Taking the Piste – Rachael Oakes-Ash
By Rachael Oakes-Ash
Australia loves an underdog, so theoretically we should have loved this winter. There were moments of greatness when the snow came early in May and Mt Buller won the competition for headlines by opening for a weekend and Perisher turned on the snow guns onto the advanced terrain of Mt Perisher for the first time ever.
But Mother Nature likes to tease and while the marketers were talking up an epic winter she had other ideas. July saw powder and we managed a cheeky blue sky backcountry powder day in the Main Range with Chris Booth at Thredbo . But come August and the world turned upside down with tropical temperatures, torrential rain and gale force winds before temperatures dropped and powder spit storms returned to try to heal the damage done.
Then, just when the lifties were packing their bags and flexing their thumbs to hitch a ride home the ‘storm of the season’ dumped a ton of snow on the closing week. I am told by Mr Ed, Russell Holt, that it was his best riding for 09, sigh. True to marketing form, Mt Buller won the competition for headlines by talking up a storm (pun intended) and extending their season by a week. (Mt Buller now closes on October 5)
Across the ditch in New Zealand things were promising early winter when the white stuff wouldn’t stop falling. But a pre-season fall followed by a thaw and more falls created one of the most unstable snow layers in their leisure snow history. With added snow in July avalanche risk was at an all time high and three people lost their lives in three separate and tragic backcountry incidents.
Taking the Piste arrived in NZ mid August in time for the rain. We managed a bluebird day at Mt Hutt skiing the Rakaia Saddle Chutes and another at Heli Park (Read the Heli-Park story here) before spending forty-eight hours at Temple Basin playing cards while the heavens opened. Not a turn was made and the seventy minute walk back down to the carpark was done in gale force winds and rain and the rest of the club fields were shut for the week due to wind and blue ice.
The new Heli Park is the cheapest way to go heli-skiing in NZ.
Every cloud has a silver lining and all that. The rain had managed to soak through the unstable snow layers and bonded them reducing the avalanche risk considerably so when the next snow storm came through in early September we skied some of the freshest driest snow around. Treble Cone’s back saddle was pure heli-ski style bliss with fifty centimetres of fresh up high but a twenty minute wait on the lift queue down low.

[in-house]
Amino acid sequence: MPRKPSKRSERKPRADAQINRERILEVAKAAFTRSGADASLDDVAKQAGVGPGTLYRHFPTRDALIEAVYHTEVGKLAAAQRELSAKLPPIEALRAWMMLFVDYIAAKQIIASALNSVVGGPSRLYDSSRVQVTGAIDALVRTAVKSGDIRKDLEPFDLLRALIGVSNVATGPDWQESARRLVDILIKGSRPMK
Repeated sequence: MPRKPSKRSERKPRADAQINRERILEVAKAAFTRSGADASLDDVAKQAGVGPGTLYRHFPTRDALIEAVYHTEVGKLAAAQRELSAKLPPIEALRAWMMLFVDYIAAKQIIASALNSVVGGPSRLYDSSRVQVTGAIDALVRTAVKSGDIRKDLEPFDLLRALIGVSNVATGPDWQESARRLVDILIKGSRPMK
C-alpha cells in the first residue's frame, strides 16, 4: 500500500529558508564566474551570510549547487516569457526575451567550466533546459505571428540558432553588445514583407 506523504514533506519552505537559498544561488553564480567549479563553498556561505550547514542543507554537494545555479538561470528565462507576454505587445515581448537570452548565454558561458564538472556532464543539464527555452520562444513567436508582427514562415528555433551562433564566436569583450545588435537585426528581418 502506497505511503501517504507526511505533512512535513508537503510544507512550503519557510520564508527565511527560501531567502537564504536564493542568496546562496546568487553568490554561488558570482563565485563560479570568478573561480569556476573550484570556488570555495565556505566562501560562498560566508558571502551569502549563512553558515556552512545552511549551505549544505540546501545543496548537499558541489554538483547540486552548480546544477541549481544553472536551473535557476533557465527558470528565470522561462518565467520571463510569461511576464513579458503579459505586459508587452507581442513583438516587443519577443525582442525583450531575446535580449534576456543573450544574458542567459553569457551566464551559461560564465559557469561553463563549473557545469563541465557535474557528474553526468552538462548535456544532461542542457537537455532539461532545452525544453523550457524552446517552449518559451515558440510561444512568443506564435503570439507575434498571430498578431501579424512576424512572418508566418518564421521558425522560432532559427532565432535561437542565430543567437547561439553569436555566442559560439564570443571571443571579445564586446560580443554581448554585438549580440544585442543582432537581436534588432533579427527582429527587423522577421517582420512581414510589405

Even with Falls Creek’s MTV Snow Jam, Mt Buller’s Dew Hut Jam and Perisher’s Boost Mobile Sno Show, New Zealand won the event calendar this season by international names alone. The Winter Games, the Volkl New Zealand Freeski Open and the NZ Burton Open lured the big names including Jon Olsson, Shaun White, Jossi Wells, Simon Dumont, Colby West, TJ Schiller, Kelly Clark, Andy Finch and our own Anna Segal and Russ Henshaw. Shaun White put in the snowboard halfpipe run of the season, if not all time, to win the NZ Burton Open and our video coverage went mad with hits.
Andy Finch stayed on in Wanaka for the three day World Heli Challenge that lucked out on the weather with a multi day snowstorm providing primo conditions for the athletes. Finch won it for the snowboarders and Ted Davenport for the skiers. There was a moment when Taking The Piste wished we’d had the $3000 entry fee. With thirty odd male competitors and only three female skiers I could have done a Steve Bradbury. One wrong move on one of their runs and even if I just straight lined it I could have got a podium alongside Janina Kuzma who took out the overall title for the chicks. You can’t lose when last is third.
Instead a week later we coughed up $48 for the last night skiing of the season at Coronet Peak and were pleasantly surprised. Soft spring snow debunked the Concrete Peak myth and a good six runs (we got there late) under the lights with a DJ blasting tunes on the deck worked out at $8 a run. With an All Blacks South Africa game on we pretty much had the mountain to ourselves and it was one of the most fun ski days of my challenging season. It was also my last as I hung my ski pants out to dry and pulled out the beach towel in preparation.
Taking The Piste gives our ‘tips up’ this year to:
– Perisher resort For the new snowmaking on Mt Perisher.
– Hotham Resort For the First Resort restaurant at Hotham proving it’s not hard to provide good food with good service this far from metropolis.
– Merritt’s Mountain House restaurant at Thredbo for understanding we don’t all want to eat high sugar, high processed, high fat foods when at the snow.
– Alpure Peaks for being the best kept secret cat skiing operation in New Zealand’s McKenzie Country where the farmer drives the snow cat. Read The Story from our visit to Alpure Peaks here
– The NZ Winter Games for an international styled professional run event that kept athletes, spectators, media and organisers happy.